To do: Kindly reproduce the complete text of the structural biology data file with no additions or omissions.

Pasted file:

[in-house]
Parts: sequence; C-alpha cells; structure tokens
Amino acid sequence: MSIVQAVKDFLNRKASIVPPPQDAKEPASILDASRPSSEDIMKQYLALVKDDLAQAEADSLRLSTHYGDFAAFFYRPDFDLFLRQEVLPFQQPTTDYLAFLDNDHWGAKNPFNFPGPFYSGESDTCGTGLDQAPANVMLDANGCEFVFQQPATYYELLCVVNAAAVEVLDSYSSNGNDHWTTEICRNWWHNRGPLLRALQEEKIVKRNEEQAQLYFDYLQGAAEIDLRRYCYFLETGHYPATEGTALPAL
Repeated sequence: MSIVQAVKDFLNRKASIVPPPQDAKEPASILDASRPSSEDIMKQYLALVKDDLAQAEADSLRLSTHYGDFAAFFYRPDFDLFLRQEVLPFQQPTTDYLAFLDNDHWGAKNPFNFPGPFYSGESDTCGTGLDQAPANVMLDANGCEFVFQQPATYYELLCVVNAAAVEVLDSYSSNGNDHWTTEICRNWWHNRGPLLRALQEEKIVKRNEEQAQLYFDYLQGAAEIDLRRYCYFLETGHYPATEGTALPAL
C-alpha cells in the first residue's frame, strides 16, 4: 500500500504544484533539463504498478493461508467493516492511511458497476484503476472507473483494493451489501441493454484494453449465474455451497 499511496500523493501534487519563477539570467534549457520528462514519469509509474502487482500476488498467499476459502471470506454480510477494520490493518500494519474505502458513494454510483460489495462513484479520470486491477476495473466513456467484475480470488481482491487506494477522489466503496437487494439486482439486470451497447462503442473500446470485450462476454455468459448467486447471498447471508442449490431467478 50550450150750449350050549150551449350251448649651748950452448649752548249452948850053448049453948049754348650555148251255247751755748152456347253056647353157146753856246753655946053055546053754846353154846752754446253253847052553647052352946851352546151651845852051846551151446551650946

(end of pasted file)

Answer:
[in-house]
Parts: sequence; C-alpha cells; structure tokens
Amino acid sequence: MSIVQAVKDFLNRKASIVPPPQDAKEPASILDASRPSSEDIMKQYLALVKDDLAQAEADSLRLSTHYGDFAAFFYRPDFDLFLRQEVLPFQQPTTDYLAFLDNDHWGAKNPFNFPGPFYSGESDTCGTGLDQAPANVMLDANGCEFVFQQPATYYELLCVVNAAAVEVLDSYSSNGNDHWTTEICRNWWHNRGPLLRALQEEKIVKRNEEQAQLYFDYLQGAAEIDLRRYCYFLETGHYPATEGTALPAL
Repeated sequence: MSIVQAVKDFLNRKASIVPPPQDAKEPASILDASRPSSEDIMKQYLALVKDDLAQAEADSLRLSTHYGDFAAFFYRPDFDLFLRQEVLPFQQPTTDYLAFLDNDHWGAKNPFNFPGPFYSGESDTCGTGLDQAPANVMLDANGCEFVFQQPATYYELLCVVNAAAVEVLDSYSSNGNDHWTTEICRNWWHNRGPLLRALQEEKIVKRNEEQAQLYFDYLQGAAEIDLRRYCYFLETGHYPATEGTALPAL
C-alpha cells in the first residue's frame, strides 16, 4: 500500500504544484533539463504498478493461508467493516492511511458497476484503476472507473483494493451489501441493454484494453449465474455451497 499511496500523493501534487519563477539570467534549457520528462514519469509509474502487482500476488498467499476459502471470506454480510477494520490493518500494519474505502458513494454510483460489495462513484479520470486491477476495473466513456467484475480470488481482491487506494477522489466503496437487494439486482439486470451497447462503442473500446470485450462476454455468459448467486447471498447471508442449490431467478 50550450150750449350050549150551449350251448649651748950452448649752548249452948850053448049453948049754348650555148251255247751755748152456347253056647353157146753856246753655946053055546053754846353154846752754446253253847052553647052352946851352546151651845852051846551151446551650946